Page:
1. Roving, especially in search of adventure: knights errant.
2. Failing to adhere to guidelines or moral standards: errant youngsters.
a. Moving from the proper course or established limits: errant lambs.
b. Aimless or irregular in motion: an errant afternoon breeze.
c. Missing an intended target or recipient: an errant shot.
[Middle English erraunt, from Anglo-Norman, partly from Old French errer, to travel about (from Vulgar Latin *iterāre, from Latin iter, journey; see ei- in the Appendix of Indo-European roots) and partly from Old French errer, to err; see ERR.]
The American Heritage® Dictionary of the English Language, Fifth Edition copyright ©2019 by Houghton Mifflin Harcourt Publishing Company. All rights reserved.
Indo-European & Semitic Roots Appendices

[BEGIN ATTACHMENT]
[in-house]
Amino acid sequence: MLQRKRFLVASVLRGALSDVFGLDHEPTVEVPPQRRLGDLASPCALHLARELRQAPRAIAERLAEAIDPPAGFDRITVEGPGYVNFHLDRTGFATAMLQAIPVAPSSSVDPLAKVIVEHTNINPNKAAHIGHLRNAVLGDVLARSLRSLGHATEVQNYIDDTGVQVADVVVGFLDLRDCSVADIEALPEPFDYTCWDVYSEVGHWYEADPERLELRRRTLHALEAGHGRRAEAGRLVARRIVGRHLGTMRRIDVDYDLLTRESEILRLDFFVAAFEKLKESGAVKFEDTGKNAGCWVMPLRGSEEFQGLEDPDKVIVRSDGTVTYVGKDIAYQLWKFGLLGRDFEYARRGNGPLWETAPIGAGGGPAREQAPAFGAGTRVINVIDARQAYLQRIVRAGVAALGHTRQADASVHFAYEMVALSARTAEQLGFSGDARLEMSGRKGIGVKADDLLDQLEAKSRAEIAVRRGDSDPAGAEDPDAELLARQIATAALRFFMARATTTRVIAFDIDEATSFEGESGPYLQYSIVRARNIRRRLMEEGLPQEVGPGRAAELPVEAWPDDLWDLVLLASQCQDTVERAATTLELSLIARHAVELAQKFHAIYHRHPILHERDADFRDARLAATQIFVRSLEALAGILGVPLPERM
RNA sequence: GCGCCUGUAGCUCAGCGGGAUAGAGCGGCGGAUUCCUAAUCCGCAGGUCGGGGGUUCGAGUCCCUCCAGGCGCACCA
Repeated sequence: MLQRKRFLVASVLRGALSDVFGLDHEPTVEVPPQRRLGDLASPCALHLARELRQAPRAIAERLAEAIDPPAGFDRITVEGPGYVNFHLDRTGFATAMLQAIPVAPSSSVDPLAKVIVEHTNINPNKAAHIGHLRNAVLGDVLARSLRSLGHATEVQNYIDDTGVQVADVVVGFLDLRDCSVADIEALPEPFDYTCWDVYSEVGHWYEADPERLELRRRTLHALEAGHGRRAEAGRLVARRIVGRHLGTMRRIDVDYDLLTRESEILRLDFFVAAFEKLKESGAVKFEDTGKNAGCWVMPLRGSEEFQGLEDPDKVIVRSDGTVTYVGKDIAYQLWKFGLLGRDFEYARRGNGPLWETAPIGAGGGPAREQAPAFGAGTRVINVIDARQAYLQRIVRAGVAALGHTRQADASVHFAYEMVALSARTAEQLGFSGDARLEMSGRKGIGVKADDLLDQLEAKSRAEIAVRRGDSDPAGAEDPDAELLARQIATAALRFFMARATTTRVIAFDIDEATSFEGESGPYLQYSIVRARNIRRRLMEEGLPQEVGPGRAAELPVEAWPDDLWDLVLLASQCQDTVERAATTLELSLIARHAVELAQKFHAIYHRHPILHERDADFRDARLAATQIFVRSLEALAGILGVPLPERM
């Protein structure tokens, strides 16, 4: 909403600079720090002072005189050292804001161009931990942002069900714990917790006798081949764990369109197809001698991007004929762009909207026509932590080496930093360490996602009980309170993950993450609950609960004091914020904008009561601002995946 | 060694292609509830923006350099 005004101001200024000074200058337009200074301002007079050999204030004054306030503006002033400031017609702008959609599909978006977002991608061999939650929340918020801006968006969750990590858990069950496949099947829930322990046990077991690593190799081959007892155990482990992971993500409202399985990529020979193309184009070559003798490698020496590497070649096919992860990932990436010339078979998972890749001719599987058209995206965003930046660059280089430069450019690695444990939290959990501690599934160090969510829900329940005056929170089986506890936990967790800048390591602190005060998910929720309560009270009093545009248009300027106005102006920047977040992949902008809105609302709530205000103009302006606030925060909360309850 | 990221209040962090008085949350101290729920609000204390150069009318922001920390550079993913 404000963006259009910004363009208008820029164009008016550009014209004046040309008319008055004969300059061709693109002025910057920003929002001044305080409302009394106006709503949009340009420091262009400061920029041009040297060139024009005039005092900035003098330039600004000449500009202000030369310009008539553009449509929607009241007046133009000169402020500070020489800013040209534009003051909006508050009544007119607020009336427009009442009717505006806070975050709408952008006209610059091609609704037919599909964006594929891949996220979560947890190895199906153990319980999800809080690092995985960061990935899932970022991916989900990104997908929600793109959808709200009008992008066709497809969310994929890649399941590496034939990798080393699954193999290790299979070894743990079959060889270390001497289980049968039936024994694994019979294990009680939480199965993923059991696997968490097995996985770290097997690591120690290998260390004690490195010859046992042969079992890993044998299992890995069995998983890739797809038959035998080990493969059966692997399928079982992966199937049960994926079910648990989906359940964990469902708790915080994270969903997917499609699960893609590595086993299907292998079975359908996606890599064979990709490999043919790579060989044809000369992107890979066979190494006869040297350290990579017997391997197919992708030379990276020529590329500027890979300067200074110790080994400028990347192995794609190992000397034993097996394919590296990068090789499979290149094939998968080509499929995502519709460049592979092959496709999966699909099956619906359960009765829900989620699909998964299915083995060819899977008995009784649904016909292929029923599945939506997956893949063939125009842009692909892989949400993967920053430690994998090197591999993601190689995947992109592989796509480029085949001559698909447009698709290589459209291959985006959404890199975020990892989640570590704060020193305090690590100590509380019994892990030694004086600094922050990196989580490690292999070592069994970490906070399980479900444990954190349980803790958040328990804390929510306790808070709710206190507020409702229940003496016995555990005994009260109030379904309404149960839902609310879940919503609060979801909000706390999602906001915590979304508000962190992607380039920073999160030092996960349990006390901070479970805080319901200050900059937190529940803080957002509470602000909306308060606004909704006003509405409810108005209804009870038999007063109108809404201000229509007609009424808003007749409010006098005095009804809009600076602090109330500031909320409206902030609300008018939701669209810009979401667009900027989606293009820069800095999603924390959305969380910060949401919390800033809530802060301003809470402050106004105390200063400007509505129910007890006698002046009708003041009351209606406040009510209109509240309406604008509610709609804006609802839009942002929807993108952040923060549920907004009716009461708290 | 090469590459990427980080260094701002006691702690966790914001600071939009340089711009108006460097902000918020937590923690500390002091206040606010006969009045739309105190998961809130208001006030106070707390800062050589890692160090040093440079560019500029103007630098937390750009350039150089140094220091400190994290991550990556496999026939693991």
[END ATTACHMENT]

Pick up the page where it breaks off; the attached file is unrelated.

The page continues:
Thousands of entries in the dictionary include etymologies that trace their origins back to reconstructed proto-languages. You can obtain more information about these forms in our online appendices:
The Indo-European appendix covers nearly half of the Indo-European roots that have left their mark on English words. A more complete treatment of Indo-European roots and the English words derived from them is available in our Dictionary of Indo-European Roots.